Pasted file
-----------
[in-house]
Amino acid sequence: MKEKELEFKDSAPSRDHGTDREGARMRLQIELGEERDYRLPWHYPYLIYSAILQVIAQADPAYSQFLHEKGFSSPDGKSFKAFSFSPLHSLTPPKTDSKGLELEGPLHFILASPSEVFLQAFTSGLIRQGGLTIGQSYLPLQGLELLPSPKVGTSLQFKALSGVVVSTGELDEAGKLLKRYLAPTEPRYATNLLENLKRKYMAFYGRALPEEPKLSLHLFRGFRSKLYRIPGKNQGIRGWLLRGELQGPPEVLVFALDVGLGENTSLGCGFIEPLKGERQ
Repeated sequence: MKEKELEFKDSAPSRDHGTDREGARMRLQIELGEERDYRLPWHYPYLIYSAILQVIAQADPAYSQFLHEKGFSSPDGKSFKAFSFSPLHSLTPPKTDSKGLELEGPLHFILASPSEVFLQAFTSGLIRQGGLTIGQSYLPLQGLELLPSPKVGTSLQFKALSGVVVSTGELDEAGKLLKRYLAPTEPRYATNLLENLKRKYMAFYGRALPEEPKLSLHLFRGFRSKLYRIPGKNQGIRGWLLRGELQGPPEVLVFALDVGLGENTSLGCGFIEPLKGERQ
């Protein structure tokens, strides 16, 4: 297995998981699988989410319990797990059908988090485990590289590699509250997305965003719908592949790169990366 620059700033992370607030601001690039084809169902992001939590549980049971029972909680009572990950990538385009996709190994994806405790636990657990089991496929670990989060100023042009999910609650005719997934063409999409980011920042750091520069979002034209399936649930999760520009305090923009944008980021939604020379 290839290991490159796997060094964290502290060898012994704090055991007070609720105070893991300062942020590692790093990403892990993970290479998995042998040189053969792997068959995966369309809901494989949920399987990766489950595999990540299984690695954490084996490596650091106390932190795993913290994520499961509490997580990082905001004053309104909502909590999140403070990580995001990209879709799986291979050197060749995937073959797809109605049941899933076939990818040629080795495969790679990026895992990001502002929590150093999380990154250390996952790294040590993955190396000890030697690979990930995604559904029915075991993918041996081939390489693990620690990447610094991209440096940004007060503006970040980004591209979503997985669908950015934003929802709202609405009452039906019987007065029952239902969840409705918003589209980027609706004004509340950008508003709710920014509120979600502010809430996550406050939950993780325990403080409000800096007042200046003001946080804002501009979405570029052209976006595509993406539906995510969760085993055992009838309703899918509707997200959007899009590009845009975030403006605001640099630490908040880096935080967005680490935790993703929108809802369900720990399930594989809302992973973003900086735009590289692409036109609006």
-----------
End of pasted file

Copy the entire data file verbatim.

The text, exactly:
[in-house]
Amino acid sequence: MKEKELEFKDSAPSRDHGTDREGARMRLQIELGEERDYRLPWHYPYLIYSAILQVIAQADPAYSQFLHEKGFSSPDGKSFKAFSFSPLHSLTPPKTDSKGLELEGPLHFILASPSEVFLQAFTSGLIRQGGLTIGQSYLPLQGLELLPSPKVGTSLQFKALSGVVVSTGELDEAGKLLKRYLAPTEPRYATNLLENLKRKYMAFYGRALPEEPKLSLHLFRGFRSKLYRIPGKNQGIRGWLLRGELQGPPEVLVFALDVGLGENTSLGCGFIEPLKGERQ
Repeated sequence: MKEKELEFKDSAPSRDHGTDREGARMRLQIELGEERDYRLPWHYPYLIYSAILQVIAQADPAYSQFLHEKGFSSPDGKSFKAFSFSPLHSLTPPKTDSKGLELEGPLHFILASPSEVFLQAFTSGLIRQGGLTIGQSYLPLQGLELLPSPKVGTSLQFKALSGVVVSTGELDEAGKLLKRYLAPTEPRYATNLLENLKRKYMAFYGRALPEEPKLSLHLFRGFRSKLYRIPGKNQGIRGWLLRGELQGPPEVLVFALDVGLGENTSLGCGFIEPLKGERQ
């Protein structure tokens, strides 16, 4: 297995998981699988989410319990797990059908988090485990590289590699509250997305965003719908592949790169990366 620059700033992370607030601001690039084809169902992001939590549980049971029972909680009572990950990538385009996709190994994806405790636990657990089991496929670990989060100023042009999910609650005719997934063409999409980011920042750091520069979002034209399936649930999760520009305090923009944008980021939604020379 290839290991490159796997060094964290502290060898012994704090055991007070609720105070893991300062942020590692790093990403892990993970290479998995042998040189053969792997068959995966369309809901494989949920399987990766489950595999990540299984690695954490084996490596650091106390932190795993913290994520499961509490997580990082905001004053309104909502909590999140403070990580995001990209879709799986291979050197060749995937073959797809109605049941899933076939990818040629080795495969790679990026895992990001502002929590150093999380990154250390996952790294040590993955190396000890030697690979990930995604559904029915075991993918041996081939390489693990620690990447610094991209440096940004007060503006970040980004591209979503997985669908950015934003929802709202609405009452039906019987007065029952239902969840409705918003589209980027609706004004509340950008508003709710920014509120979600502010809430996550406050939950993780325990403080409000800096007042200046003001946080804002501009979405570029052209976006595509993406539906995510969760085993055992009838309703899918509707997200959007899009590009845009975030403006605001640099630490908040880096935080967005680490935790993703929108809802369900720990399930594989809302992973973003900086735009590289692409036109609006």